“Nativity in Black” was inspired by the song “N.I.B.” from the first Black Sabbath album. I was listening to the song one day, when I began to think about the story behind the title. Apparently, a throw away name referencing the goatee of drummer Bill Ward, which apparently was shaped like a nib. As an arch jest, bassist/lyricist Geezer Butler decided to add the periods after each letter. When the band became popular in the US, someone started the rumor that it stood for Nativity in Black. I mulled over the title for a while thinking I might write something for it, but it wasn’t until I was watching my DVD of the 1976 film “The Omen” that it all came together. I wanted it to be a sort of black humor inversion of the traditional Nativity story but was wary of being too disrespectful of that tradition. Even so, I had fun describing the myriad creatures in attendance for the occasion. I don’t name any of the demons outright, but the noteworthy ones may be recognized through their descriptions.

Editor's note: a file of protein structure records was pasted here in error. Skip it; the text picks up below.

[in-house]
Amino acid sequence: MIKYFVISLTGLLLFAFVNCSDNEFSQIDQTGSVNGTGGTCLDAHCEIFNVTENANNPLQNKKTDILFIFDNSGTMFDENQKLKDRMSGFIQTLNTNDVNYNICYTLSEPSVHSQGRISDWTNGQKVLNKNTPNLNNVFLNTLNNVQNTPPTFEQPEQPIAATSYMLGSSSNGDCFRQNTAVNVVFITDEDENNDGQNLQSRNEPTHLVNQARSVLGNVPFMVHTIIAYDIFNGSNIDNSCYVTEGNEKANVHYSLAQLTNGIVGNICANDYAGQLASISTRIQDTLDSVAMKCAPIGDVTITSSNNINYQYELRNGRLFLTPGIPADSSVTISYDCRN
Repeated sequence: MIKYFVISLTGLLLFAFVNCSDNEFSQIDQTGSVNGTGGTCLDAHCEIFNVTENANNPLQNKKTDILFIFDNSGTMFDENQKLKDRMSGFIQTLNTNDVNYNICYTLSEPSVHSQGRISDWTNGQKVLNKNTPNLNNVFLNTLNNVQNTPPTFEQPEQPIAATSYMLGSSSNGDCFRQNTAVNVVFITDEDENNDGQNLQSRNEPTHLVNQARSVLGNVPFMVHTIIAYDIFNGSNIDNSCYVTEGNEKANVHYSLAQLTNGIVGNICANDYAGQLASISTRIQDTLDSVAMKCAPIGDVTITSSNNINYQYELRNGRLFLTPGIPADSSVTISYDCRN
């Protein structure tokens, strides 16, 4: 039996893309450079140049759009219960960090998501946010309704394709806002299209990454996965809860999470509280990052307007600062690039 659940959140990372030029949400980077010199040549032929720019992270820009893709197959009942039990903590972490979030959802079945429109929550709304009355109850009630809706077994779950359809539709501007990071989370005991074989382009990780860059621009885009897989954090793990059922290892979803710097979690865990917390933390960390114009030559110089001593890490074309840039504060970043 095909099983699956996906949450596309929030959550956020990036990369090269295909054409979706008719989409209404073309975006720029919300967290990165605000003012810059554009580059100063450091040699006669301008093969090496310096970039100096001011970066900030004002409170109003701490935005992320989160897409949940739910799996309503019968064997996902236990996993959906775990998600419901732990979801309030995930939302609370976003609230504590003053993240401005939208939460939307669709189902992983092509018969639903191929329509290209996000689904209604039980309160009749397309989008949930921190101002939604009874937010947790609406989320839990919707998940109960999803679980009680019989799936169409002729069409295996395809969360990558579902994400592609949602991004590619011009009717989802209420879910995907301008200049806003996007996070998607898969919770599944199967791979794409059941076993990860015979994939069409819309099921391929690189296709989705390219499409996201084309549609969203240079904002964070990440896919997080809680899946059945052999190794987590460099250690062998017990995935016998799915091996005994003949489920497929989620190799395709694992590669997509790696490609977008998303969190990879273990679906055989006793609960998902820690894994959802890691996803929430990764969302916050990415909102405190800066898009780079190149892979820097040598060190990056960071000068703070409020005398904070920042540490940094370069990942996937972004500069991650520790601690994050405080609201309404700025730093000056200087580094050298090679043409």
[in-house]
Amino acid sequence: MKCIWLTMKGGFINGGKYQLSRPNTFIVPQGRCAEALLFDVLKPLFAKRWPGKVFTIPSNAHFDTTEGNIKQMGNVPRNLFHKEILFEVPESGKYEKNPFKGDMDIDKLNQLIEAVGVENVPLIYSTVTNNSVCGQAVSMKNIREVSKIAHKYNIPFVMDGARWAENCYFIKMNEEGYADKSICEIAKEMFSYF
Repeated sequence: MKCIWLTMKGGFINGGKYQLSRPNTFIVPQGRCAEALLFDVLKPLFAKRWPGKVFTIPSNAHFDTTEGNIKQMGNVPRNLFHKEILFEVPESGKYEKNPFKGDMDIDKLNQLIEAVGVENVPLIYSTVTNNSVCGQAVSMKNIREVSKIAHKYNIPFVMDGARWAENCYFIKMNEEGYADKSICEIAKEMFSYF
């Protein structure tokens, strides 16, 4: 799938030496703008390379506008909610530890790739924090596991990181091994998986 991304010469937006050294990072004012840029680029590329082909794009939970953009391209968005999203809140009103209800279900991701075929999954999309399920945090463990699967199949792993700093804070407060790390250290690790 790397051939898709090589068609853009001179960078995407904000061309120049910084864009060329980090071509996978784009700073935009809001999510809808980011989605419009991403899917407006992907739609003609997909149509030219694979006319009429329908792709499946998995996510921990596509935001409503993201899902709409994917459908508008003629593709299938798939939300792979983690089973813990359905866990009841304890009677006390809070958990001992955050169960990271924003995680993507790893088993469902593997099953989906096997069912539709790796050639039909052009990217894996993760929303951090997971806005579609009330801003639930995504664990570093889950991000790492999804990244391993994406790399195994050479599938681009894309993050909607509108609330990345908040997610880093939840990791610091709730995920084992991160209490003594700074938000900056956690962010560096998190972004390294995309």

I referred to the King James version of the biblical story and tried to mirror some of the language and imagery for the first paragraph or two, but from there it devolves into a phantasmagoria of diablerie. I gave it the subtitle “An Antichrist-mas Story”, with the hyphen strategically placed so people couldn’t claim that I was propagating Anti-Christmas sentiment. Even so, I still start whenever someone knocks at my door, as I fully expect the villagers to come by with pitchforks and torches to burn me in an auto-da-fé for heresy.
As a side note, instead of Britain or Northern Europe I had my witnessing witches (taking place of the shepherds in the original story) hail from a coven in Zugarramurdi, a town in the Spanish province of Navarra with an ancient witch tradition.
ev0ke: “Rosaire, Master of Wolves” follows the birth and fate of a werewolf. In addition to your own work, which other stories featuring werewolves would you recommend, and why?
MA: I have not found many werewolf stories that I have truly enjoyed. There are a few that I can recommend, like The Were-Wolf by Clemence Housman, which has a bit of a fairy tale feel to it, or the novel The Black Wolf by Galad Elflandsson (to whom I dedicate “Rosaire”), which is an adventure story with Lovecraftian overtones.